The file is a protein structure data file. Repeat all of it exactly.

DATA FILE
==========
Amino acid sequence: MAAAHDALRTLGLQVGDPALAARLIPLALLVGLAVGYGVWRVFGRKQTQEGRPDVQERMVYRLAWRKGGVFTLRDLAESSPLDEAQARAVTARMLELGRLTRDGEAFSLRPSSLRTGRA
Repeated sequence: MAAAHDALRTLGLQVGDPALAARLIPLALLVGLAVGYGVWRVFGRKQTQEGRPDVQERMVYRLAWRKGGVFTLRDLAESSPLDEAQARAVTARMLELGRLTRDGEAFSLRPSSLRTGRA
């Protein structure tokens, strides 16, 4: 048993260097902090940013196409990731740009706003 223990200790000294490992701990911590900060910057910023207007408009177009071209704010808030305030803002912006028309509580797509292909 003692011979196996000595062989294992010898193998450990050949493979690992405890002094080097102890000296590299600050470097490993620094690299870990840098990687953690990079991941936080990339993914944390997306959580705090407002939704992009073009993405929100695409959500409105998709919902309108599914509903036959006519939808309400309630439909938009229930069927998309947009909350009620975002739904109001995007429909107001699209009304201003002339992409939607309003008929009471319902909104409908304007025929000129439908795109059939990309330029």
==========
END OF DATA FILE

Amino acid sequence: MAAAHDALRTLGLQVGDPALAARLIPLALLVGLAVGYGVWRVFGRKQTQEGRPDVQERMVYRLAWRKGGVFTLRDLAESSPLDEAQARAVTARMLELGRLTRDGEAFSLRPSSLRTGRA
Repeated sequence: MAAAHDALRTLGLQVGDPALAARLIPLALLVGLAVGYGVWRVFGRKQTQEGRPDVQERMVYRLAWRKGGVFTLRDLAESSPLDEAQARAVTARMLELGRLTRDGEAFSLRPSSLRTGRA
């Protein structure tokens, strides 16, 4: 048993260097902090940013196409990731740009706003 223990200790000294490992701990911590900060910057910023207007408009177009071209704010808030305030803002912006028309509580797509292909 003692011979196996000595062989294992010898193998450990050949493979690992405890002094080097102890000296590299600050470097490993620094690299870990840098990687953690990079991941936080990339993914944390997306959580705090407002939704992009073009993405929100695409959500409105998709919902309108599914509903036959006519939808309400309630439909938009229930069927998309947009909350009620975002739904109001995007429909107001699209009304201003002339992409939607309003008929009471319902909104409908304007025929000129439908795109059939990309330029």